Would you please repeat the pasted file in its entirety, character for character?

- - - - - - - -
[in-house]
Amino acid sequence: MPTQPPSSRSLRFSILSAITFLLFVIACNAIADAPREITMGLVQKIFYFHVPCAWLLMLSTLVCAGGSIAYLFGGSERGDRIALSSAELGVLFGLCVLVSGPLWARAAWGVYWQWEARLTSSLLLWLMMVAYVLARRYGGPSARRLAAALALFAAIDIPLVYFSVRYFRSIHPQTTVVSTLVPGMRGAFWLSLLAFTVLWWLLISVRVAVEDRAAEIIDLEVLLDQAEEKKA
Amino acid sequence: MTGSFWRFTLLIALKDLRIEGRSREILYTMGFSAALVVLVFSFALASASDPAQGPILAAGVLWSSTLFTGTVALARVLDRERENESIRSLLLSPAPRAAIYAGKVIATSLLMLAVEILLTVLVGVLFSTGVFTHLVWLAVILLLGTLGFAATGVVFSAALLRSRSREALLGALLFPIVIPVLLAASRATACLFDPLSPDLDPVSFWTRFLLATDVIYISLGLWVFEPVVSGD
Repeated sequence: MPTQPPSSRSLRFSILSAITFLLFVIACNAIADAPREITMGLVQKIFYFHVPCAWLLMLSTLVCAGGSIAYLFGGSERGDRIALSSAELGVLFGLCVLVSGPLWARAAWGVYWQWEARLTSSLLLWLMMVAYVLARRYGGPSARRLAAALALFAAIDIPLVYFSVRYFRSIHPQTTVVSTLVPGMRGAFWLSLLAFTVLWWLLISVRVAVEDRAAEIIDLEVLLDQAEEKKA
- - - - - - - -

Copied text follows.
[in-house]
Amino acid sequence: MPTQPPSSRSLRFSILSAITFLLFVIACNAIADAPREITMGLVQKIFYFHVPCAWLLMLSTLVCAGGSIAYLFGGSERGDRIALSSAELGVLFGLCVLVSGPLWARAAWGVYWQWEARLTSSLLLWLMMVAYVLARRYGGPSARRLAAALALFAAIDIPLVYFSVRYFRSIHPQTTVVSTLVPGMRGAFWLSLLAFTVLWWLLISVRVAVEDRAAEIIDLEVLLDQAEEKKA
Amino acid sequence: MTGSFWRFTLLIALKDLRIEGRSREILYTMGFSAALVVLVFSFALASASDPAQGPILAAGVLWSSTLFTGTVALARVLDRERENESIRSLLLSPAPRAAIYAGKVIATSLLMLAVEILLTVLVGVLFSTGVFTHLVWLAVILLLGTLGFAATGVVFSAALLRSRSREALLGALLFPIVIPVLLAASRATACLFDPLSPDLDPVSFWTRFLLATDVIYISLGLWVFEPVVSGD
Repeated sequence: MPTQPPSSRSLRFSILSAITFLLFVIACNAIADAPREITMGLVQKIFYFHVPCAWLLMLSTLVCAGGSIAYLFGGSERGDRIALSSAELGVLFGLCVLVSGPLWARAAWGVYWQWEARLTSSLLLWLMMVAYVLARRYGGPSARRLAAALALFAAIDIPLVYFSVRYFRSIHPQTTVVSTLVPGMRGAFWLSLLAFTVLWWLLISVRVAVEDRAAEIIDLEVLLDQAEEKKA